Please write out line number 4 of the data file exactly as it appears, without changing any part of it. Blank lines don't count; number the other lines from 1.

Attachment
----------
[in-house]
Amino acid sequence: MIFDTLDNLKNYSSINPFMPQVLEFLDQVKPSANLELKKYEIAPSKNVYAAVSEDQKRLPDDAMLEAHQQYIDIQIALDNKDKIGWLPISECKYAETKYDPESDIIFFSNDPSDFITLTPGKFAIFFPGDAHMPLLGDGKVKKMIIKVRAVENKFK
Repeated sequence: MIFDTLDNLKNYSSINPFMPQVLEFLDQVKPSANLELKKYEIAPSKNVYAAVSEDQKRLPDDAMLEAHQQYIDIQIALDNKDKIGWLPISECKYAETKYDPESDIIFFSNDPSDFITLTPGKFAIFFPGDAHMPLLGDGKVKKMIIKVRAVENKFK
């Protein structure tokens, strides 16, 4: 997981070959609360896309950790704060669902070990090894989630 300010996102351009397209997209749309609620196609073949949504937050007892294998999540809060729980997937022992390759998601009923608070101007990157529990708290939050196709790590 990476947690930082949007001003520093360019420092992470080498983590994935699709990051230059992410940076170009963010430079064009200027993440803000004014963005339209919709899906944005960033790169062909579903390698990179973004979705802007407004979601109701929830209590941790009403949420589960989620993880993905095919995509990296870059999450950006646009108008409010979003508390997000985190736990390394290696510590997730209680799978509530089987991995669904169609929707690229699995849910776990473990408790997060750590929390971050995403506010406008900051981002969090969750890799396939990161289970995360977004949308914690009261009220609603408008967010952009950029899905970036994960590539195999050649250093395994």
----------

């Protein structure tokens, strides 16, 4: 997981070959609360896309950790704060669902070990090894989630 300010996102351009397209997209749309609620196609073949949504937050007892294998999540809060729980997937022992390759998601009923608070101007990157529990708290939050196709790590 990476947690930082949007001003520093360019420092992470080498983590994935699709990051230059992410940076170009963010430079064009200027993440803000004014963005339209919709899906944005960033790169062909579903390698990179973004979705802007407004979601109701929830209590941790009403949420589960989620993880993905095919995509990296870059999450950006646009108008409010979003508390997000985190736990390394290696510590997730209680799978509530089987991995669904169609929707690229699995849910776990473990408790997060750590929390971050995403506010406008900051981002969090969750890799396939990161289970995360977004949308914690009261009220609603408008967010952009950029899905970036994960590539195999050649250093395994």